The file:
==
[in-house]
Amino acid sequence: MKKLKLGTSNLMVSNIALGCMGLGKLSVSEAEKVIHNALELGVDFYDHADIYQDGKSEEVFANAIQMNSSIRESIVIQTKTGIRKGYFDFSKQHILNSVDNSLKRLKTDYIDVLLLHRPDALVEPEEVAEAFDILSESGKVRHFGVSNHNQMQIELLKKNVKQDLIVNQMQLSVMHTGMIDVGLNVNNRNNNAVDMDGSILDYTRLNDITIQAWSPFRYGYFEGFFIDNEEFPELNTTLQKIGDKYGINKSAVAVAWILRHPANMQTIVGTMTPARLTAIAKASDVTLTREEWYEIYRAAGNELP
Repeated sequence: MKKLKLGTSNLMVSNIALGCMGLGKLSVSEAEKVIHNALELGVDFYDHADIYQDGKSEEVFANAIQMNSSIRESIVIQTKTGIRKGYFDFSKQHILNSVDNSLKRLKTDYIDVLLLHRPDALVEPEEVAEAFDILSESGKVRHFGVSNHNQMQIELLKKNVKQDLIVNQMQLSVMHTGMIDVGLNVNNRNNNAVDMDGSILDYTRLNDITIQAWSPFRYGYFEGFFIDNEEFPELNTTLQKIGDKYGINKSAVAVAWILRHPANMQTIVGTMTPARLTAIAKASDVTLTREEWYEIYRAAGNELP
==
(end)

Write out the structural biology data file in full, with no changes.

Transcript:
[in-house]
Amino acid sequence: MKKLKLGTSNLMVSNIALGCMGLGKLSVSEAEKVIHNALELGVDFYDHADIYQDGKSEEVFANAIQMNSSIRESIVIQTKTGIRKGYFDFSKQHILNSVDNSLKRLKTDYIDVLLLHRPDALVEPEEVAEAFDILSESGKVRHFGVSNHNQMQIELLKKNVKQDLIVNQMQLSVMHTGMIDVGLNVNNRNNNAVDMDGSILDYTRLNDITIQAWSPFRYGYFEGFFIDNEEFPELNTTLQKIGDKYGINKSAVAVAWILRHPANMQTIVGTMTPARLTAIAKASDVTLTREEWYEIYRAAGNELP
Repeated sequence: MKKLKLGTSNLMVSNIALGCMGLGKLSVSEAEKVIHNALELGVDFYDHADIYQDGKSEEVFANAIQMNSSIRESIVIQTKTGIRKGYFDFSKQHILNSVDNSLKRLKTDYIDVLLLHRPDALVEPEEVAEAFDILSESGKVRHFGVSNHNQMQIELLKKNVKQDLIVNQMQLSVMHTGMIDVGLNVNNRNNNAVDMDGSILDYTRLNDITIQAWSPFRYGYFEGFFIDNEEFPELNTTLQKIGDKYGINKSAVAVAWILRHPANMQTIVGTMTPARLTAIAKASDVTLTREEWYEIYRAAGNELP